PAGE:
Ralph Reiland: Children, racism & government commands
Aviya Kushner is the language columnist in The Forward, a small but influential American magazine published monthly in New York City for primarily a Jewish-American audience.
The Forward, formerly known as the Jewish Daily Forward, is a Yiddish-language daily founded in 1897 and originally published in New York City as a vehicle for bringing socialist and trade unionist news and ideas to non-English speaking immigrants.
Kushner in her June 20 column in The Forward, “Infest – The Ugly History of Trump’s Chosen Verb About Immigrants,” delivers a stark warning about the historical linkages between prejudiced and menacing language, targeted and besieged categories of people, and subsequent oppression, cruelty and eventual killing.
“When President Trump characterized immigrants as ‘animals,’ some people waved it away, claiming he was only referring to gang members,” wrote Kushner. “But his use of ‘infest’ in connection to human beings is impossible to ignore. The president’s tweet that immigrants will ‘infest our Country’ includes an alarming verb choice for anyone with knowledge of history.”
Kushner explains the lessons from past eras, citing historical counterparts: “Characterizing people as vermin has historically been a precursor to murder and genocide. The Nazis built on centuries-old hatred of Jews as carriers of disease in a film titled ‘Der Ewige Jude,’ or ‘The Eternal Jew.’ As the U.S. Holocaust Memorial Museum notes on its website, in a section helpfully titled ‘Defining the Enemy:’ one of the film’s most notorious sequences compares Jews to rats that carry contagion, flood the continent, and devour precious resources.”
Reporting that scholars of Jewish literature and history have been sounding alarms over what is happening at the Mexican-U.S. border and about the increasingly harsh language and political polarization surrounding immigration, Kushner cites a recent statement by Ilan Stavans, linguist, translator, Amherst College professor, publisher of Restless Books, and born into a Jewish family in Mexico.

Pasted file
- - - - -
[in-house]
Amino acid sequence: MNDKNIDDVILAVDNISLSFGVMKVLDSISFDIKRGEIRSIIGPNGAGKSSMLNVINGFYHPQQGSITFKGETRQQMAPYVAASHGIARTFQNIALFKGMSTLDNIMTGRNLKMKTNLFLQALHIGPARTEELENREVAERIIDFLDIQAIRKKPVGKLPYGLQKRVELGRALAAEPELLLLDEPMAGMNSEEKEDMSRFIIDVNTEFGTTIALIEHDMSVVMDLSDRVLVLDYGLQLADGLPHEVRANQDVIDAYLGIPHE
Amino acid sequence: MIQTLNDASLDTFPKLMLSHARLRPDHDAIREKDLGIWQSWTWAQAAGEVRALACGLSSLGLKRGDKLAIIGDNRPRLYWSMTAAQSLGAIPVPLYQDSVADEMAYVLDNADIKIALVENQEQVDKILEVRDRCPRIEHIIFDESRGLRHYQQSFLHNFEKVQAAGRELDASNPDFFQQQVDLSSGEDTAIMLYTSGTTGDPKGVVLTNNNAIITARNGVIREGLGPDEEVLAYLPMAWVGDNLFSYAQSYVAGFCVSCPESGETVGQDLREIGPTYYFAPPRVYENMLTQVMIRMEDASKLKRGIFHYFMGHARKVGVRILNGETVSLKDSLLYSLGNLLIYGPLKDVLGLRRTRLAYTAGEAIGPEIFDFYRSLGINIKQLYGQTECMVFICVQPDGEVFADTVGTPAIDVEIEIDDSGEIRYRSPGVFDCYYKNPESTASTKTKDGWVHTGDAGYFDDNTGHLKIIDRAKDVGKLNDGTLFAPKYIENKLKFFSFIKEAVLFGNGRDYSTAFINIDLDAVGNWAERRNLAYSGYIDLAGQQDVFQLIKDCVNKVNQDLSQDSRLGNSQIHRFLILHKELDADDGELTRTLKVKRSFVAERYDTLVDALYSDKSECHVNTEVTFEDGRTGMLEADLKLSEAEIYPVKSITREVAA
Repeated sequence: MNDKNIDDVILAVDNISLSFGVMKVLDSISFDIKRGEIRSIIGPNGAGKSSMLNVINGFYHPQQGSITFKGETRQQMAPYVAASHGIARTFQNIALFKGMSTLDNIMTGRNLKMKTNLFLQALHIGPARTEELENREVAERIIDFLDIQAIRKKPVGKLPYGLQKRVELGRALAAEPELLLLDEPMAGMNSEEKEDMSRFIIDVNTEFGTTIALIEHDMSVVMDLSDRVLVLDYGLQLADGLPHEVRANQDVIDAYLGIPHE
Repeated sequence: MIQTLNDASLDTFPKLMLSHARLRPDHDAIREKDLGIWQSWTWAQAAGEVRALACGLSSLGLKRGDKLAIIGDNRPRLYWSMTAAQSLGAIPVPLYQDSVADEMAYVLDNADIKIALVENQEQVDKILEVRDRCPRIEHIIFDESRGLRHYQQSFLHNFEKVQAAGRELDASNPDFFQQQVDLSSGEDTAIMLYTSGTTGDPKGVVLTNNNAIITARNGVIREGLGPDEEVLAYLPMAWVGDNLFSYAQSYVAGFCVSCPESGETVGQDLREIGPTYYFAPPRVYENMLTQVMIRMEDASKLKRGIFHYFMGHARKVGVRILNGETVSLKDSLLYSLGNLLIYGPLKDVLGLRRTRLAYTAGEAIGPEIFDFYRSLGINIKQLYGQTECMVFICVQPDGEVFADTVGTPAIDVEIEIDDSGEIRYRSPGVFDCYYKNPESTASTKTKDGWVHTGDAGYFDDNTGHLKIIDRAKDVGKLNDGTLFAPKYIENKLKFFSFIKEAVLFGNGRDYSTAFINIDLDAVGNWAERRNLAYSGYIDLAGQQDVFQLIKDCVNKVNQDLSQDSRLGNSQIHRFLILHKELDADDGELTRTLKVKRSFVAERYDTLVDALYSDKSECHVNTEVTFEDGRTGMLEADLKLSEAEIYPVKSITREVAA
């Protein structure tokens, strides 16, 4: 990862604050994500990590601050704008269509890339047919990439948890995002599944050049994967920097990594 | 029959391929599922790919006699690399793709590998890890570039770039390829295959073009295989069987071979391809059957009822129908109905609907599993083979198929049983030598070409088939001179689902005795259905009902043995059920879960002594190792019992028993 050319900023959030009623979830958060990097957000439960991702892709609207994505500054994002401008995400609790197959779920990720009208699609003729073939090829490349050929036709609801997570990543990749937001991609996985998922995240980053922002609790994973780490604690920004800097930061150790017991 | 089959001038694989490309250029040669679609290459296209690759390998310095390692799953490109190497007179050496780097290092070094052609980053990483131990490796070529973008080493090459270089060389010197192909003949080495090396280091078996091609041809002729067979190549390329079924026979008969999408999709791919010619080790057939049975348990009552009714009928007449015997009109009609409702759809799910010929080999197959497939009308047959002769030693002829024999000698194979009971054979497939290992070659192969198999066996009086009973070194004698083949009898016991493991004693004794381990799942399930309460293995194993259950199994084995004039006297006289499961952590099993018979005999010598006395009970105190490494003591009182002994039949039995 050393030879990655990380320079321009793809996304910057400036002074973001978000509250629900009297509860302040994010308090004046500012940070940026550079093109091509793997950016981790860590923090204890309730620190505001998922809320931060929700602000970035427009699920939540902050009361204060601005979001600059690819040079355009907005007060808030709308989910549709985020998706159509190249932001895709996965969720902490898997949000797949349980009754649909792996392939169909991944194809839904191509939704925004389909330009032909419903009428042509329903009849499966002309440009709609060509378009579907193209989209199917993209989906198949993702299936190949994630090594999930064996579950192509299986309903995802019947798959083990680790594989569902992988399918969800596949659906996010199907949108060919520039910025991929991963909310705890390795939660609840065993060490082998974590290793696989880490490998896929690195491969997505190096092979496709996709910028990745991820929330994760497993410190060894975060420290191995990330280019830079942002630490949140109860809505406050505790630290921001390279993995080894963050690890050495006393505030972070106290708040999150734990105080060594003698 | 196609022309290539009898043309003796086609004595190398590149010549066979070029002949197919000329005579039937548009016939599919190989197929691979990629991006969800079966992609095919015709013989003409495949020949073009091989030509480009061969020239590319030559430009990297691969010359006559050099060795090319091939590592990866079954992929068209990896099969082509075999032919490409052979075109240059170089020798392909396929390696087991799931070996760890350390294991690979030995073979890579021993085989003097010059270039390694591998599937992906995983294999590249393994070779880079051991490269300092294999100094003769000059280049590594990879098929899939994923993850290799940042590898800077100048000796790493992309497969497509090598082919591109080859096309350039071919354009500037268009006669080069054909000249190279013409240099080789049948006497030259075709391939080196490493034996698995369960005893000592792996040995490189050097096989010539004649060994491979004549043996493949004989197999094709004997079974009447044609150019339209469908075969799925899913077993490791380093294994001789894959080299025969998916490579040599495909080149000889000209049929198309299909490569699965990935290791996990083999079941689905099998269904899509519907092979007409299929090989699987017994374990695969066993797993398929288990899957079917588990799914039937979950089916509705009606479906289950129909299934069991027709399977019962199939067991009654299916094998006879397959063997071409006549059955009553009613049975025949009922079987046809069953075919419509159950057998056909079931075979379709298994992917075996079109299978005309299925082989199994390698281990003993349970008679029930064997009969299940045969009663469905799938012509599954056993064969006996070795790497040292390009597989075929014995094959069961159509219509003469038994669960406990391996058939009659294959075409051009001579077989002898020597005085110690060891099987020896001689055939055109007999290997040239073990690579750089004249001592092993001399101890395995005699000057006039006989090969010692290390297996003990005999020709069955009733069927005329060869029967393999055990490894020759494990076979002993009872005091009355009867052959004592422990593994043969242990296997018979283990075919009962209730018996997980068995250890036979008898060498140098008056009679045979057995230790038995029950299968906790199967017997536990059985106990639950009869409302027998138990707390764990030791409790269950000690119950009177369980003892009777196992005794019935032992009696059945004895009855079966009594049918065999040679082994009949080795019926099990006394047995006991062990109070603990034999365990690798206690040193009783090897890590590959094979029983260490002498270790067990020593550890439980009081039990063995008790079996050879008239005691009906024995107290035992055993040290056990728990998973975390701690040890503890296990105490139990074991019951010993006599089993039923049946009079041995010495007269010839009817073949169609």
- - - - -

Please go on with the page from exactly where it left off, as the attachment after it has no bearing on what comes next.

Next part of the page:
“The Trump Administration’s policy of separating children of their asylum-seeking Hispanic parents is spiteful,” Stavans wrote. “It is reminiscent of the Nazi strategy to divide Jewish families. Racism at its clearest. For how long will we remain silent? Are some families more sacred than others?”
Comments Kushner, “The last two questions posed by Stavans are especially important now; the verb ‘infest’ is, indeed, to borrow a bit from Stavans, language at its clearest.”
Taking the mistreatment of families, parents and children to a more state-controlled and all-encompassing level, far beyond the tactic of a forced and temporary separation of a subset of immigrant parents and children as was recently implemented in the United States, the Nazis political agenda, implementing Germany’s “racial purity” objective and requiring state regulation of human reproduction, prohibited “undesirables” from having children and mandated forced sterilization of certain impaired individuals, as defined and controlled by the state.
In the first public meeting of the Nazi party, in Munich, then called the German Workers’ Party, Adolf Hitler issued a report outlining the party’s political agenda. The party platform demanded racial purity in Germany and proclaimed Germany’s destiny to rule over inferior races.
Ralph R. Reiland is Associate Professor Emeritus of Economics at Robert Morris University in Pittsburgh and a local restaurateur.
His email: firstname.lastname@example.org